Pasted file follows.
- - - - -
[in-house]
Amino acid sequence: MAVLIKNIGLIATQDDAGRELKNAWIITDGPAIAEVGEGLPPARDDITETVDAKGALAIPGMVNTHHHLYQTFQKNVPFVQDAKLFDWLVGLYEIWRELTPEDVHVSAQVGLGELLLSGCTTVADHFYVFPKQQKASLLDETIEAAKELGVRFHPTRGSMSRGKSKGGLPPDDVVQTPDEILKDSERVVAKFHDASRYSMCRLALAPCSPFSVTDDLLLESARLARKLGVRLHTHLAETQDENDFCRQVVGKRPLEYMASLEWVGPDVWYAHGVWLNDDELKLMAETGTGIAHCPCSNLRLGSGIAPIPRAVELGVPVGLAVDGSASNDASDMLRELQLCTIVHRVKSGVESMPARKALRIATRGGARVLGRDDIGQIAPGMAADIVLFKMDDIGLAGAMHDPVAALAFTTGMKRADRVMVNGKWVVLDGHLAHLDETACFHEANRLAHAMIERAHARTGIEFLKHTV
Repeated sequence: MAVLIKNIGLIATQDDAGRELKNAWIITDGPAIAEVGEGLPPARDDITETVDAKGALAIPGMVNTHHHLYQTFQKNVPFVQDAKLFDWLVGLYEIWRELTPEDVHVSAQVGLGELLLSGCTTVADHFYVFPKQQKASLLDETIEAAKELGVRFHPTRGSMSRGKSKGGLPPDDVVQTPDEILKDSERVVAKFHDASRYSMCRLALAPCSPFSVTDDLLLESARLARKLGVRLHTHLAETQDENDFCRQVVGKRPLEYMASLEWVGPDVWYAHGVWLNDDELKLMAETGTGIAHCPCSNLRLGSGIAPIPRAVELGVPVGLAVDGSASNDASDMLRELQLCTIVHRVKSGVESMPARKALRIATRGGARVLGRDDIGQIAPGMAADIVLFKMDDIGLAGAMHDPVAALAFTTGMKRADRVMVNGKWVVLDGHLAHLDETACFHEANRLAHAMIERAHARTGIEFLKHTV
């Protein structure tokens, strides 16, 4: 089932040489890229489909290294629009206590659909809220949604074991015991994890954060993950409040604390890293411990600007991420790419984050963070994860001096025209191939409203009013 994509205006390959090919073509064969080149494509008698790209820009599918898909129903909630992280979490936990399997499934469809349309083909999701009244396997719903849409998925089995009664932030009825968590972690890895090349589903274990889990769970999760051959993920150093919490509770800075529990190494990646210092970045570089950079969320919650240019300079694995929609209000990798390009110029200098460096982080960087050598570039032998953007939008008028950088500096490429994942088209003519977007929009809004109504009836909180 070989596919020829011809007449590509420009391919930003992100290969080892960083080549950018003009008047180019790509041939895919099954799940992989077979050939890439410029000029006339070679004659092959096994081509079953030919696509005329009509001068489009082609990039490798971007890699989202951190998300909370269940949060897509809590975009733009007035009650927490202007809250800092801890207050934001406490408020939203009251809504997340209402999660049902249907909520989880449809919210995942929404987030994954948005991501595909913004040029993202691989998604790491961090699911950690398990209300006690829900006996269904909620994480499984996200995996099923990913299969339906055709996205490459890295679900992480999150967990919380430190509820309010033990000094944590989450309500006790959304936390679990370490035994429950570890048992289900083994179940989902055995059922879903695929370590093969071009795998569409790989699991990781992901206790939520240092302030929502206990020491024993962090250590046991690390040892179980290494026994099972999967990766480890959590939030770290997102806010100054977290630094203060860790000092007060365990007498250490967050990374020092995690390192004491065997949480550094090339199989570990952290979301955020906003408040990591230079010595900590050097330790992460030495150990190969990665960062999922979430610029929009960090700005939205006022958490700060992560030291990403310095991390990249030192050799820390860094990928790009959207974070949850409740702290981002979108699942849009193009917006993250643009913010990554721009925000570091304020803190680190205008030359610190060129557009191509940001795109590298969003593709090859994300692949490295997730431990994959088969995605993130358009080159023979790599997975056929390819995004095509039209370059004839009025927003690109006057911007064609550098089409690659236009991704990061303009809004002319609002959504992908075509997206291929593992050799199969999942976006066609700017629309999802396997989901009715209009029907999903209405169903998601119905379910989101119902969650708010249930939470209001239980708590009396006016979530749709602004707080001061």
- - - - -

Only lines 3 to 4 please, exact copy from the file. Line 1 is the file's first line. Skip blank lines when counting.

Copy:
Repeated sequence: MAVLIKNIGLIATQDDAGRELKNAWIITDGPAIAEVGEGLPPARDDITETVDAKGALAIPGMVNTHHHLYQTFQKNVPFVQDAKLFDWLVGLYEIWRELTPEDVHVSAQVGLGELLLSGCTTVADHFYVFPKQQKASLLDETIEAAKELGVRFHPTRGSMSRGKSKGGLPPDDVVQTPDEILKDSERVVAKFHDASRYSMCRLALAPCSPFSVTDDLLLESARLARKLGVRLHTHLAETQDENDFCRQVVGKRPLEYMASLEWVGPDVWYAHGVWLNDDELKLMAETGTGIAHCPCSNLRLGSGIAPIPRAVELGVPVGLAVDGSASNDASDMLRELQLCTIVHRVKSGVESMPARKALRIATRGGARVLGRDDIGQIAPGMAADIVLFKMDDIGLAGAMHDPVAALAFTTGMKRADRVMVNGKWVVLDGHLAHLDETACFHEANRLAHAMIERAHARTGIEFLKHTV
């Protein structure tokens, strides 16, 4: 089932040489890229489909290294629009206590659909809220949604074991015991994890954060993950409040604390890293411990600007991420790419984050963070994860001096025209191939409203009013 994509205006390959090919073509064969080149494509008698790209820009599918898909129903909630992280979490936990399997499934469809349309083909999701009244396997719903849409998925089995009664932030009825968590972690890895090349589903274990889990769970999760051959993920150093919490509770800075529990190494990646210092970045570089950079969320919650240019300079694995929609209000990798390009110029200098460096982080960087050598570039032998953007939008008028950088500096490429994942088209003519977007929009809004109504009836909180 070989596919020829011809007449590509420009391919930003992100290969080892960083080549950018003009008047180019790509041939895919099954799940992989077979050939890439410029000029006339070679004659092959096994081509079953030919696509005329009509001068489009082609990039490798971007890699989202951190998300909370269940949060897509809590975009733009007035009650927490202007809250800092801890207050934001406490408020939203009251809504997340209402999660049902249907909520989880449809919210995942929404987030994954948005991501595909913004040029993202691989998604790491961090699911950690398990209300006690829900006996269904909620994480499984996200995996099923990913299969339906055709996205490459890295679900992480999150967990919380430190509820309010033990000094944590989450309500006790959304936390679990370490035994429950570890048992289900083994179940989902055995059922879903695929370590093969071009795998569409790989699991990781992901206790939520240092302030929502206990020491024993962090250590046991690390040892179980290494026994099972999967990766480890959590939030770290997102806010100054977290630094203060860790000092007060365990007498250490967050990374020092995690390192004491065997949480550094090339199989570990952290979301955020906003408040990591230079010595900590050097330790992460030495150990190969990665960062999922979430610029929009960090700005939205006022958490700060992560030291990403310095991390990249030192050799820390860094990928790009959207974070949850409740702290981002979108699942849009193009917006993250643009913010990554721009925000570091304020803190680190205008030359610190060129557009191509940001795109590298969003593709090859994300692949490295997730431990994959088969995605993130358009080159023979790599997975056929390819995004095509039209370059004839009025927003690109006057911007064609550098089409690659236009991704990061303009809004002319609002959504992908075509997206291929593992050799199969999942976006066609700017629309999802396997989901009715209009029907999903209405169903998601119905379910989101119902969650708010249930939470209001239980708590009396006016979530749709602004707080001061």